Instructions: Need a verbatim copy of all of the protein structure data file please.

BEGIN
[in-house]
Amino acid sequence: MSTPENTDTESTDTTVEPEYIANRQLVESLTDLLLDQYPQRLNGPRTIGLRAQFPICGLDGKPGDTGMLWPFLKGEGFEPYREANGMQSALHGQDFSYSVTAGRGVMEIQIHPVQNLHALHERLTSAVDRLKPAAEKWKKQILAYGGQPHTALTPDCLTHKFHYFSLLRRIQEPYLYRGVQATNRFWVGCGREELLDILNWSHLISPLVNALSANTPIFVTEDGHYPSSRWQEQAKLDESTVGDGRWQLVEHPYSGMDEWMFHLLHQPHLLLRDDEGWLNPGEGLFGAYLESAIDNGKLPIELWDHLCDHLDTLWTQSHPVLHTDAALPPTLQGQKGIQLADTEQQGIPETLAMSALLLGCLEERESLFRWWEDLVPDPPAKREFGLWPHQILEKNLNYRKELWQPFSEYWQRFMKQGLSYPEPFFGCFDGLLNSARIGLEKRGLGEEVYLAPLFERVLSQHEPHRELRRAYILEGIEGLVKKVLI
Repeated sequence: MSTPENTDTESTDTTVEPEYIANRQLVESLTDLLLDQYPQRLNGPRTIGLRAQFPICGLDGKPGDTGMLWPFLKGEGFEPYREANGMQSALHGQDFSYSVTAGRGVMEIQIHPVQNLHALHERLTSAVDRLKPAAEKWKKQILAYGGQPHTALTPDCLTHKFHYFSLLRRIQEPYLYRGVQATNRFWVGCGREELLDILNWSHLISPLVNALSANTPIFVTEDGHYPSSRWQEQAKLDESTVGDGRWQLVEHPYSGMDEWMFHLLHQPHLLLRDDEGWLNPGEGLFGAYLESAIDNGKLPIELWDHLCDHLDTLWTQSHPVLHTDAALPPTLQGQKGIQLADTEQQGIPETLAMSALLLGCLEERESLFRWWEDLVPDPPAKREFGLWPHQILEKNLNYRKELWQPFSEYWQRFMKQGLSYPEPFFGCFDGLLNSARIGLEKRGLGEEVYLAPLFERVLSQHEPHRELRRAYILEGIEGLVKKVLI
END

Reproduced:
[in-house]
Amino acid sequence: MSTPENTDTESTDTTVEPEYIANRQLVESLTDLLLDQYPQRLNGPRTIGLRAQFPICGLDGKPGDTGMLWPFLKGEGFEPYREANGMQSALHGQDFSYSVTAGRGVMEIQIHPVQNLHALHERLTSAVDRLKPAAEKWKKQILAYGGQPHTALTPDCLTHKFHYFSLLRRIQEPYLYRGVQATNRFWVGCGREELLDILNWSHLISPLVNALSANTPIFVTEDGHYPSSRWQEQAKLDESTVGDGRWQLVEHPYSGMDEWMFHLLHQPHLLLRDDEGWLNPGEGLFGAYLESAIDNGKLPIELWDHLCDHLDTLWTQSHPVLHTDAALPPTLQGQKGIQLADTEQQGIPETLAMSALLLGCLEERESLFRWWEDLVPDPPAKREFGLWPHQILEKNLNYRKELWQPFSEYWQRFMKQGLSYPEPFFGCFDGLLNSARIGLEKRGLGEEVYLAPLFERVLSQHEPHRELRRAYILEGIEGLVKKVLI
Repeated sequence: MSTPENTDTESTDTTVEPEYIANRQLVESLTDLLLDQYPQRLNGPRTIGLRAQFPICGLDGKPGDTGMLWPFLKGEGFEPYREANGMQSALHGQDFSYSVTAGRGVMEIQIHPVQNLHALHERLTSAVDRLKPAAEKWKKQILAYGGQPHTALTPDCLTHKFHYFSLLRRIQEPYLYRGVQATNRFWVGCGREELLDILNWSHLISPLVNALSANTPIFVTEDGHYPSSRWQEQAKLDESTVGDGRWQLVEHPYSGMDEWMFHLLHQPHLLLRDDEGWLNPGEGLFGAYLESAIDNGKLPIELWDHLCDHLDTLWTQSHPVLHTDAALPPTLQGQKGIQLADTEQQGIPETLAMSALLLGCLEERESLFRWWEDLVPDPPAKREFGLWPHQILEKNLNYRKELWQPFSEYWQRFMKQGLSYPEPFFGCFDGLLNSARIGLEKRGLGEEVYLAPLFERVLSQHEPHRELRRAYILEGIEGLVKKVLI